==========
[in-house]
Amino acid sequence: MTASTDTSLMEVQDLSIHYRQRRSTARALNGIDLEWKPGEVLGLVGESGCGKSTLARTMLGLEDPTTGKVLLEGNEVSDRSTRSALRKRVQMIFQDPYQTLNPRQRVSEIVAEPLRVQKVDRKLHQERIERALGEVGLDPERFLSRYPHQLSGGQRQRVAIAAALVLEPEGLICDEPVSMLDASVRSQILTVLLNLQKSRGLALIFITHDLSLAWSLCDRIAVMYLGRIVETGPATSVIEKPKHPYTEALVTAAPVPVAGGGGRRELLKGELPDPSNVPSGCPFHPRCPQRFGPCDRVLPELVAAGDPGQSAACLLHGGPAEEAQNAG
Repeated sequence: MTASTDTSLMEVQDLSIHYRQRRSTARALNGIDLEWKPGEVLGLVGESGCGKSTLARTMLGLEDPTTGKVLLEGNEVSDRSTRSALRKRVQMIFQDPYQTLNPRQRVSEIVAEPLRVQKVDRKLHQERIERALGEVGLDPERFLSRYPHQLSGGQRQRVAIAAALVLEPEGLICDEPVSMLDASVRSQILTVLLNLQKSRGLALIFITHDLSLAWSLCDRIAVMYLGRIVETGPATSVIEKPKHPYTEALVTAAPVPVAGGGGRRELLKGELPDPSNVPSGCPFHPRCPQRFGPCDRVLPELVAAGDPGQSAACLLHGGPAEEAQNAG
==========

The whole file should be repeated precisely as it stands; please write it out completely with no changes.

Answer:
[in-house]
Amino acid sequence: MTASTDTSLMEVQDLSIHYRQRRSTARALNGIDLEWKPGEVLGLVGESGCGKSTLARTMLGLEDPTTGKVLLEGNEVSDRSTRSALRKRVQMIFQDPYQTLNPRQRVSEIVAEPLRVQKVDRKLHQERIERALGEVGLDPERFLSRYPHQLSGGQRQRVAIAAALVLEPEGLICDEPVSMLDASVRSQILTVLLNLQKSRGLALIFITHDLSLAWSLCDRIAVMYLGRIVETGPATSVIEKPKHPYTEALVTAAPVPVAGGGGRRELLKGELPDPSNVPSGCPFHPRCPQRFGPCDRVLPELVAAGDPGQSAACLLHGGPAEEAQNAG
Repeated sequence: MTASTDTSLMEVQDLSIHYRQRRSTARALNGIDLEWKPGEVLGLVGESGCGKSTLARTMLGLEDPTTGKVLLEGNEVSDRSTRSALRKRVQMIFQDPYQTLNPRQRVSEIVAEPLRVQKVDRKLHQERIERALGEVGLDPERFLSRYPHQLSGGQRQRVAIAAALVLEPEGLICDEPVSMLDASVRSQILTVLLNLQKSRGLALIFITHDLSLAWSLCDRIAVMYLGRIVETGPATSVIEKPKHPYTEALVTAAPVPVAGGGGRRELLKGELPDPSNVPSGCPFHPRCPQRFGPCDRVLPELVAAGDPGQSAACLLHGGPAEEAQNAG